Plaintiffs allege that PresPro spent "hundreds of hours communicating and meeting with Defendants to work up and revise estimates for renovations on the PresPro Properties." (Doc. No. 1-1 at 7). Defendants repeatedly asked PresPro to perform work for reduced compensation in exchange for promotion and advertising on FIF. Id . Induced by Defendants' promises, PresPro performed renovations on the PresPro Properties for reduced compensation. Id . Plaintiffs further allege that in addition to construction services and scouting homes, Plaintiffs assisted production of FIF in many other ways, including by: providing additional properties for filming; scheduling construction work to facilitate filming of FIF; performing work for Cast Members that was outside their respective contracts; and assisting in general management of construction for FIF. Id.

Plaintiffs also engaged in more than thirty (30) meetings with Defendants and Cast Members to discuss renovation of another property at 11001 Holly Tree Lane, Charlotte, North Carolina, as well as 1463 Greenwood Lane, Rock Hill, South Carolina. (Doc. No. 1-1 at 7-8). Ultimately, Defendants hired a different contractor at the Holly Tree Lane property. (Doc. No. 1-1 at 8). In addition to the time and resources Plaintiffs allegedly spent on various properties possibly related to FIF, they also engaged a public relations firm and spent money on promotional t-shirts in conjunction with FIF. Id.

In or around May 2014, HGTV cancelled FIF without notice or warning to PresPro or Journey, and Defendants abruptly stopped production of FIF and left North Carolina. Id . Afterwards, Plaintiffs allege they spent extensive time and resources assisting the Cast Members and performed additional work for them at cost, or at a loss, to avoid damage to PresPro's reputation. Id . Thus, Plaintiffs contend they suffered damages that Defendants have failed and refused to compensate. Id.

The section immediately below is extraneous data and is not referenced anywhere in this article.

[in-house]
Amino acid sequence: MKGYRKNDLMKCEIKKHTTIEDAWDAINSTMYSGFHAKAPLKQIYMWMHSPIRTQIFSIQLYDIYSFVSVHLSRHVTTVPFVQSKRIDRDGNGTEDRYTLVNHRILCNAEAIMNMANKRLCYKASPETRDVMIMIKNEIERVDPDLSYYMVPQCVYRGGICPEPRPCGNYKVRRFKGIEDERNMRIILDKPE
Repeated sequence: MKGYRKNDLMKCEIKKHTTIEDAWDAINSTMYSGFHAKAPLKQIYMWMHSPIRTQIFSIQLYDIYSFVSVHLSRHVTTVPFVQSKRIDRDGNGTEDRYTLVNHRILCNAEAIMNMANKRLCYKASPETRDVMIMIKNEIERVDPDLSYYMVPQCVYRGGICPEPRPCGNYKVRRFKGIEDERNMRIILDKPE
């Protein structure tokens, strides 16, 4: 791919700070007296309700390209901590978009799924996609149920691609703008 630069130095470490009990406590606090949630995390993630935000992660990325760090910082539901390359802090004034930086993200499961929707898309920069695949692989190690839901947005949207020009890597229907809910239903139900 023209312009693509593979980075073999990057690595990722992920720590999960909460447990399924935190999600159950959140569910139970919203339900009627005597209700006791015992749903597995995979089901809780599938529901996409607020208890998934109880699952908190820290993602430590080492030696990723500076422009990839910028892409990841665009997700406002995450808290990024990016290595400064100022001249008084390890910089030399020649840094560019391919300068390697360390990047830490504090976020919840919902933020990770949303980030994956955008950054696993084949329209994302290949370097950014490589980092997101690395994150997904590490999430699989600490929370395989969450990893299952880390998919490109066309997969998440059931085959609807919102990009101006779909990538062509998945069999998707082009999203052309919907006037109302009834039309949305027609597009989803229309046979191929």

Plaintiffs' Amended Complaint, (Doc. No. 1-1), was then filed on September 23, 2014 with the Mecklenburg County Superior Court. The Amended Complaint asserts multiple claims against M2 Pictures, LLC ("M2") and Scripps Networks Interactive, Inc. ("Scripps") d/b/a Home and Garden Television ("HGTV") (together "Defendants"), including claims for: breach of contract; breach of implied covenant of good faith and fair dealing; and unjust enrichment. (Doc. No. 1-1, at 9-13). On October 22, 2014, Defendant M2, with the consent of Defendant Scripps, filed its Notice of Removal to this Court. Defendants' Motions to Dismiss, (Doc. Nos. 3 and 6), were filed on October 29, 2014.


The Federal Magistrate Act provides that a district court "shall make a de novo determination of those portions of the report or specific proposed findings or recommendations to which objection is made." 28 U.S.C. ยง 636(b)(1); Camby v. Davis, 718 F.2d 198, 200 (4th Cir. 1983). De novo review is not required by the statute when an objecting party makes only general or conclusory objections that do not direct the court to a specific error in the magistrate judge's recommendations. Orpiano v. Johnson, 687 F.2d 44 (4th Cir. 1982). Further, the statute does not on its face require any review at all of issues that are not the subject of an objection. Thomas v. Arn, 474 U.S. 140, 149 (1985); Camby, 178 F.2d at 200. ...